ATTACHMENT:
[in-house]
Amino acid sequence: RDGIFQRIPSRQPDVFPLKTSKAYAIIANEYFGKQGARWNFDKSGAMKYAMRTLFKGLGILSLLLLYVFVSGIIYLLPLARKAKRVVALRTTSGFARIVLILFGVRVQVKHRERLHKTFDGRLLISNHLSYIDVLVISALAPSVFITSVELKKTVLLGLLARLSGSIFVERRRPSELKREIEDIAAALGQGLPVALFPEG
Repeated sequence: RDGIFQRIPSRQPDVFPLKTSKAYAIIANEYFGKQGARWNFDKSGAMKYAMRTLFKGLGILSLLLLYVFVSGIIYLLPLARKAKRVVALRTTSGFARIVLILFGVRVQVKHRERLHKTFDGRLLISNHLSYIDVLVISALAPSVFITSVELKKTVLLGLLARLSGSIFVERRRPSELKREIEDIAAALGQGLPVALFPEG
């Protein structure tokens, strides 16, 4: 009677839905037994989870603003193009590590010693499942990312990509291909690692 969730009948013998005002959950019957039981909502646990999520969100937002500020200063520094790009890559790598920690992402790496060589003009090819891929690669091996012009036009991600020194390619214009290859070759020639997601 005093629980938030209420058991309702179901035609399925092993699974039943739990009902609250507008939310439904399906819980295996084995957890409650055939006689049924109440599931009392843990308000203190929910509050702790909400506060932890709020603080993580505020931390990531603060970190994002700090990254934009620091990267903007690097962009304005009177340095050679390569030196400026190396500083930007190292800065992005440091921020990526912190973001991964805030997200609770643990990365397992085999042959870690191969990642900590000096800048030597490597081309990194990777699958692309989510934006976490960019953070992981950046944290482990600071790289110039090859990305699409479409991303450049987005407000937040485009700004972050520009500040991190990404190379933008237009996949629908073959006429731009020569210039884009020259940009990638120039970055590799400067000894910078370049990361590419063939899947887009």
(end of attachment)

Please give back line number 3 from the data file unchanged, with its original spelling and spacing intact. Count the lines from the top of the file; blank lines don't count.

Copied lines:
Repeated sequence: RDGIFQRIPSRQPDVFPLKTSKAYAIIANEYFGKQGARWNFDKSGAMKYAMRTLFKGLGILSLLLLYVFVSGIIYLLPLARKAKRVVALRTTSGFARIVLILFGVRVQVKHRERLHKTFDGRLLISNHLSYIDVLVISALAPSVFITSVELKKTVLLGLLARLSGSIFVERRRPSELKREIEDIAAALGQGLPVALFPEG